It is possible to identify some characteristics that are common to this new scenario. The first is their detachment from Italian mosques. In some cases home-grown militants do not frequent them of their own volition, either because they consider them not to be in tune with their interpretation of Islam or because they fear surveillance by the authorities. But, in most cases, it is mosque officials who make it clear to the militants that certain views and activities are not tolerated on their premises. Most Italian mosques have, in the words of Claudio Galzerano –one of the experts in Italian counterterrorism–, the ‘right antibodies’ and avoid ‘bad apples’.
The new scenario also seems to be unconnected with the ‘traditional’ jihadists and their mosques. There are various factors that might explain this. One appears to be the linguistic barrier between the two groups. While militants of the first generation are largely North Africans whose native language is Arabic and whose fluency in Italian is often limited, the home-grown activists have the opposite characteristics, often hampering communication between the two.
But arguably more important in explaining the disconnection between the two groups is the diffidence with which traditional structures view the new home-grown generation. The secretive and risk-averse traditional structures, in fact, appear unreceptive to the newcomers. It is likely that they might suspect some of the home-grown activists, particularly Italian converts, to be spies seeking to infiltrate them. Even if the veracity of the home-grown activists’ commitment is proved, in many cases their behaviour is deemed to be risky. Many of them, in fact, dress (long white robes, military fatigues, long beard…) or act in extremely conspicuous ways. They often openly express their radical views online or in various public venues. This sort of conduct, which inevitably attracts the attention of the authorities, makes the new home-grown activists extremely unattractive to the eyes of traditionalists.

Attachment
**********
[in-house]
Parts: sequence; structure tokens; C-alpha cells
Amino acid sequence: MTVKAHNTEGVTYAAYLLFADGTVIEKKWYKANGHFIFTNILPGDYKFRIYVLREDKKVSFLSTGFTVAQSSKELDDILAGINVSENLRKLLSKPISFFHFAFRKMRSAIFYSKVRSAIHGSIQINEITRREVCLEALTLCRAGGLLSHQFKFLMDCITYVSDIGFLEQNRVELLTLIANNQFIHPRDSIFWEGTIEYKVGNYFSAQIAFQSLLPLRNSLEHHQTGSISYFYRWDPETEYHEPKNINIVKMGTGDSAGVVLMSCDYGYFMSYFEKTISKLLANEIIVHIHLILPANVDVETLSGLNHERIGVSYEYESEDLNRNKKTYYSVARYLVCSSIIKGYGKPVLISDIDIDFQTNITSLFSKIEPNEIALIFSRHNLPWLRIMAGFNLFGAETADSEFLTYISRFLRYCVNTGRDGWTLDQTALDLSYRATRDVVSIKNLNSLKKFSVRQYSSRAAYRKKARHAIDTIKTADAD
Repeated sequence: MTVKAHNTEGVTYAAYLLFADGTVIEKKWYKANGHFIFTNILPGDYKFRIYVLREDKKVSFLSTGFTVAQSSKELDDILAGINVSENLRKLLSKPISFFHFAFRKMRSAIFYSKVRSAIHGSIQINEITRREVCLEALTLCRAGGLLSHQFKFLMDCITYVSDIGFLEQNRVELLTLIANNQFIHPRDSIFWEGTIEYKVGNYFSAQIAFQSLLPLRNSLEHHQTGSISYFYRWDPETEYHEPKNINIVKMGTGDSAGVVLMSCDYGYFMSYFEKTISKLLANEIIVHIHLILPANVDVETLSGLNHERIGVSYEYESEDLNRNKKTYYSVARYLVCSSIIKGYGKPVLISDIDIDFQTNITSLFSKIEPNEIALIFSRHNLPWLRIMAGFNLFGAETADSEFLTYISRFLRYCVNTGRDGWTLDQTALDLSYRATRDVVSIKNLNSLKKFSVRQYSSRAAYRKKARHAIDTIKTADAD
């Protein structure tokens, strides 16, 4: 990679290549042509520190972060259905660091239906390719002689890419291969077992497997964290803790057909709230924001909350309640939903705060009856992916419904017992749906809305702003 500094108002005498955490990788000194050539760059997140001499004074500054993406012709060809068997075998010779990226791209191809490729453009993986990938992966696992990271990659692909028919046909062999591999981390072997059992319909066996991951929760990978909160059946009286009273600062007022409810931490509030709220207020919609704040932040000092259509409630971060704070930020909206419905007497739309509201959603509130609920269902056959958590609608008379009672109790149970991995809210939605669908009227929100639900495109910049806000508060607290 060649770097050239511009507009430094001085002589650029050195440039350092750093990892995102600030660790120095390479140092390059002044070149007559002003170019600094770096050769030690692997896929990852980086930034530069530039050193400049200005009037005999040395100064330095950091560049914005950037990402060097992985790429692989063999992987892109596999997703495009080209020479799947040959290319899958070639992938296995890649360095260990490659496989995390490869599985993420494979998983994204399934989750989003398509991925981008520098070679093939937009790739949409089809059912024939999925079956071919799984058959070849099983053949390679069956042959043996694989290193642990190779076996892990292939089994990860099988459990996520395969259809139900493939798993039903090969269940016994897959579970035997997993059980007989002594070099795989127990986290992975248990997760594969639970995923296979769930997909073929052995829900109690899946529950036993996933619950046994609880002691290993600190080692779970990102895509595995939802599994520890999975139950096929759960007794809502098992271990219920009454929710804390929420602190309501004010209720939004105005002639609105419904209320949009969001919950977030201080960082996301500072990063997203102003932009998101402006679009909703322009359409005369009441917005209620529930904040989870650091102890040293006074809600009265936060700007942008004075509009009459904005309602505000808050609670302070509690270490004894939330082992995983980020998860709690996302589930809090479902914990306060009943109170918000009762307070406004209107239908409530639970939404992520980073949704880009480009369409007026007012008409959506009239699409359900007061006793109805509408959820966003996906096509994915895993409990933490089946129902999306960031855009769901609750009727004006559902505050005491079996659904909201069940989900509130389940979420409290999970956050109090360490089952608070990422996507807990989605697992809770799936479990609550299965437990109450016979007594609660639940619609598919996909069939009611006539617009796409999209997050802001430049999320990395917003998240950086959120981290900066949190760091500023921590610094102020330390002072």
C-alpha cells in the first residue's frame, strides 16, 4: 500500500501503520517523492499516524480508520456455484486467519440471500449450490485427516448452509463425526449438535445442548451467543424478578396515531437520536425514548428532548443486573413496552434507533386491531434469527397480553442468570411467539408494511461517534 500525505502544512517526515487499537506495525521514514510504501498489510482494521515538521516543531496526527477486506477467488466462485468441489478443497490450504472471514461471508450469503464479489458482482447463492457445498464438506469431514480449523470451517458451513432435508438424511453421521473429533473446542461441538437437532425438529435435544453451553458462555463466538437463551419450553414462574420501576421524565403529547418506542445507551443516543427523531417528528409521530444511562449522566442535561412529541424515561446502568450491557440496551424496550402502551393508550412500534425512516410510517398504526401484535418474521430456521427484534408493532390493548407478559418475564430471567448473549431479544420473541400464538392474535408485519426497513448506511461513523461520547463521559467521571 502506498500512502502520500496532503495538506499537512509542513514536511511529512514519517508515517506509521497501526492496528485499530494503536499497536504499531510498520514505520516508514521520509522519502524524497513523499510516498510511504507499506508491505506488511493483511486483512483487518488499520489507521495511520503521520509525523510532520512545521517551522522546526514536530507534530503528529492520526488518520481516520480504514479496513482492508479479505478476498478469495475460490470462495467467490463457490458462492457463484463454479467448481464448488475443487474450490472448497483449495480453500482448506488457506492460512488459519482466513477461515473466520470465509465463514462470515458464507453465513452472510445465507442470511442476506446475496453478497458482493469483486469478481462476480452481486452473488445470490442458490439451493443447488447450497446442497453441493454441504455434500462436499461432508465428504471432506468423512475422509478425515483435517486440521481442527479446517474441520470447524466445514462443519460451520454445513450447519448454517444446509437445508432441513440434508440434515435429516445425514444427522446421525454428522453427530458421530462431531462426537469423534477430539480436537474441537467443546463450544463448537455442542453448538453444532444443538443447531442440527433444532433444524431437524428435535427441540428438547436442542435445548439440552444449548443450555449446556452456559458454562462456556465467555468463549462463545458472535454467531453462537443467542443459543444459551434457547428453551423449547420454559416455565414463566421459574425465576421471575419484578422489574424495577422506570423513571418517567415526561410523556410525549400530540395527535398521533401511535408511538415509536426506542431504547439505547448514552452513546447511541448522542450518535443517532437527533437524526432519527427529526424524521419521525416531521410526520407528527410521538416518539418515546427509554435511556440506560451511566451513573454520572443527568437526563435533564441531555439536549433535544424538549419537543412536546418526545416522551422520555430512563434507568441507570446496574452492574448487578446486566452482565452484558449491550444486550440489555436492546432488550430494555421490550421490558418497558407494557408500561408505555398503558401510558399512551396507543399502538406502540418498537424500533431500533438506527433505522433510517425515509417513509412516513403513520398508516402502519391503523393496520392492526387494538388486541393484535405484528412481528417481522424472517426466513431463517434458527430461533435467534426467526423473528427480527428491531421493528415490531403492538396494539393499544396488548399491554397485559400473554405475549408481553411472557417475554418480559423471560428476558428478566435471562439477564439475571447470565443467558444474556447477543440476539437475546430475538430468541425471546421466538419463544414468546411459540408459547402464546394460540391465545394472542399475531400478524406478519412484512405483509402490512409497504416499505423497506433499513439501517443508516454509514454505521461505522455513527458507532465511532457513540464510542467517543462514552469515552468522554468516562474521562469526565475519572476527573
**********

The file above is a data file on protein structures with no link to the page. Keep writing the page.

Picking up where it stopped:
Completely at odds with mainstream mosques and Islamic organisations, shunned by established jihadist networks and operating as individuals or small clusters throughout the national territory, Italian home-grown activists have created their own scene, which is mostly Internet-based. It is, in fact, on various blogs, Facebook and other online social media that this tiny community comes together.
A handful of individuals are the key connectors in this scene, being extremely active online (and, in some cases, also in the real world) and in constant communication with many other online users. Unlike most of the militants of the first generation, who were only passive consumers of online propaganda, this new generation of home-grown activists are also often active producers of their own jihadist material. Jarmoune, El Abboubi, Delnevo and many others, in fact, translated and posted various texts and produced their own videos –in some cases of a remarkable quality–.
A problem of integration?
Understanding the factors that make an individual become radicalised has been one of the most controversial subjects of the terrorism-related academic and policymaking debate of the past 15 years. Theories explaining the phenomenon abound but most experts agree that every case is different and that in most cases it is a combination of factors, rather than just one, that radicalise an individual. One of the factors often mentioned in the debate on radicalisation among European Muslims is lack of integration. Particularly in the first part of the 2000s many argued that the root of the problem was the marginalisation, disenfranchisement and discrimination felt by many European Muslims. Unwilling to tolerate these miserable conditions, the theory argued that some of them chose jihadism as a way of challenging the system and taking their revenge.